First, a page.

The New Hampshire House took a first step towards adopting vouchers, despite the absence of evidence that vouchers are good for children or education.

“The bill, which is supported by Republican Gov. Chris Sununu, would provide parents with the state’s basic per-pupil grant of roughly $3,000 to be used for private school tuition or home schooling. The House voted 184-162 Wednesday to send it on to its Finance Committee.

“Opponents raised numerous objections, including arguing that public money shouldn’t go to private schools that can discriminate against children with disabilities. Supporters argued it would allow parents to send children, including those with disabilities, to schools that better meet their special needs.”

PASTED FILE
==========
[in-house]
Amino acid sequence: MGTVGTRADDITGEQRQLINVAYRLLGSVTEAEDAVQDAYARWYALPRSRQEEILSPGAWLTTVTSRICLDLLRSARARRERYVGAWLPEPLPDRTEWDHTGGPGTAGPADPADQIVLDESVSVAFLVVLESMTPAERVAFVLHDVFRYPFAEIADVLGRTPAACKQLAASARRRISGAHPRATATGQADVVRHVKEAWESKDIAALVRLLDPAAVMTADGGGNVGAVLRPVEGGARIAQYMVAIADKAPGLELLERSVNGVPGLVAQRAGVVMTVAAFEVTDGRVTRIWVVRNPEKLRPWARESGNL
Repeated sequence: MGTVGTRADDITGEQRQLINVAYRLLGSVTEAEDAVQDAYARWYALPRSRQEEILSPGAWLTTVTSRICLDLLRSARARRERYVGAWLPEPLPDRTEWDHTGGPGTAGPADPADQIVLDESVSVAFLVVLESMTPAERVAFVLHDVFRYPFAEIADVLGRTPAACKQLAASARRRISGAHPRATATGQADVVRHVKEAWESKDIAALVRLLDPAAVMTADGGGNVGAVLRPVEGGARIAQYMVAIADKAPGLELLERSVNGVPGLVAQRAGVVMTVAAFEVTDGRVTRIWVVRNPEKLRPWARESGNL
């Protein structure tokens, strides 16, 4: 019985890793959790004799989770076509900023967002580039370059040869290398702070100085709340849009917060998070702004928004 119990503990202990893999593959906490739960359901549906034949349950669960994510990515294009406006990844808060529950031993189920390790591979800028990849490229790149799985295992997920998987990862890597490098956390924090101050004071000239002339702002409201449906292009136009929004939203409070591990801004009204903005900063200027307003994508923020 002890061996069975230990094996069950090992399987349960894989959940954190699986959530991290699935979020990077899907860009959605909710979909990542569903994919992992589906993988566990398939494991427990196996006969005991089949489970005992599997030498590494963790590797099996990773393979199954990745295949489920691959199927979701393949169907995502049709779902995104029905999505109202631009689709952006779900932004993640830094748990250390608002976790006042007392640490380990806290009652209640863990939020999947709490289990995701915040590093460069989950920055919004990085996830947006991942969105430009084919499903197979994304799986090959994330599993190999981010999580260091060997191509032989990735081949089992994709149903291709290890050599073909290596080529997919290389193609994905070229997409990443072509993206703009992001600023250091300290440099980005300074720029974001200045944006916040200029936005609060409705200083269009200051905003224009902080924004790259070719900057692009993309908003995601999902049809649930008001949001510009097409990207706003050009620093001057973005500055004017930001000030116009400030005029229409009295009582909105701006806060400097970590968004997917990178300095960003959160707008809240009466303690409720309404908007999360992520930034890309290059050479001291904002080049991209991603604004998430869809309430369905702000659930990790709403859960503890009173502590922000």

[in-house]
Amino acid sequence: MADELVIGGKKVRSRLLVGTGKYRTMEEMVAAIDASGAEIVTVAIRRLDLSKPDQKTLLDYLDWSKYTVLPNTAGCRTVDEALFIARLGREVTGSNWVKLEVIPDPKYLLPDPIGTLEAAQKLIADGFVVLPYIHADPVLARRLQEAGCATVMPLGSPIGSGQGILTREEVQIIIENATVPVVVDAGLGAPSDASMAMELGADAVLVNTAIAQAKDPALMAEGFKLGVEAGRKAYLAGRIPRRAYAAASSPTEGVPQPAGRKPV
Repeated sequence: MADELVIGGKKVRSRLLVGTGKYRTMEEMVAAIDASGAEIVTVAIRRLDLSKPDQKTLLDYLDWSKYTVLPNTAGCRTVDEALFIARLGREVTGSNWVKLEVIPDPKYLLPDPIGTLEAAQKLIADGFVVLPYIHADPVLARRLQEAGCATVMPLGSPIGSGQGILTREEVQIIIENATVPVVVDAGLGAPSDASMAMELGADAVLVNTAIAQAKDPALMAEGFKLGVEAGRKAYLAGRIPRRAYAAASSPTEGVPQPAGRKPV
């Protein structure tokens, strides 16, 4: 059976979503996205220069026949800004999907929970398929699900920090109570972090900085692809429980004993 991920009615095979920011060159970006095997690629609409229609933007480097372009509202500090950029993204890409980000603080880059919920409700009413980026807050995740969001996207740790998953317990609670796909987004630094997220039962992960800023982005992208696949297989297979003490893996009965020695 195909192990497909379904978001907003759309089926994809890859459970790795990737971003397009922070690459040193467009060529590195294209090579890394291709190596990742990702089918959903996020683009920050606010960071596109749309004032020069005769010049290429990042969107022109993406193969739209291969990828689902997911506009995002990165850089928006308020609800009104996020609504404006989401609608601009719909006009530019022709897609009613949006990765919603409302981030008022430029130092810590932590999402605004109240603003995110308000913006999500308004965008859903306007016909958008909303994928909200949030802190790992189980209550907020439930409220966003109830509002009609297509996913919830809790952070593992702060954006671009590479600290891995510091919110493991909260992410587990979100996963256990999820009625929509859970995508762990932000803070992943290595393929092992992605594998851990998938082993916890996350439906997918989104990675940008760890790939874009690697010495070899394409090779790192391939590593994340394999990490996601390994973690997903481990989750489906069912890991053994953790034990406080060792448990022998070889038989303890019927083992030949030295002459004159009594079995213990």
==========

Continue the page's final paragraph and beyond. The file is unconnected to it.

Students with disabilities are protected by federal law in public schools. They abandon their federal protection when they enroll in private schools.

Recent studies, even those funded by conservatives and the U.S. Department of Education, find that students who use vouchers fall behind their peers in public schools. After a few years, the scores are the same, but that’s because the weakest students have returned to public schools. Vouchers do not provide access to better education; the private schools that accept vouchers are not as good as public schools. The best private schools don’t accept vouchers.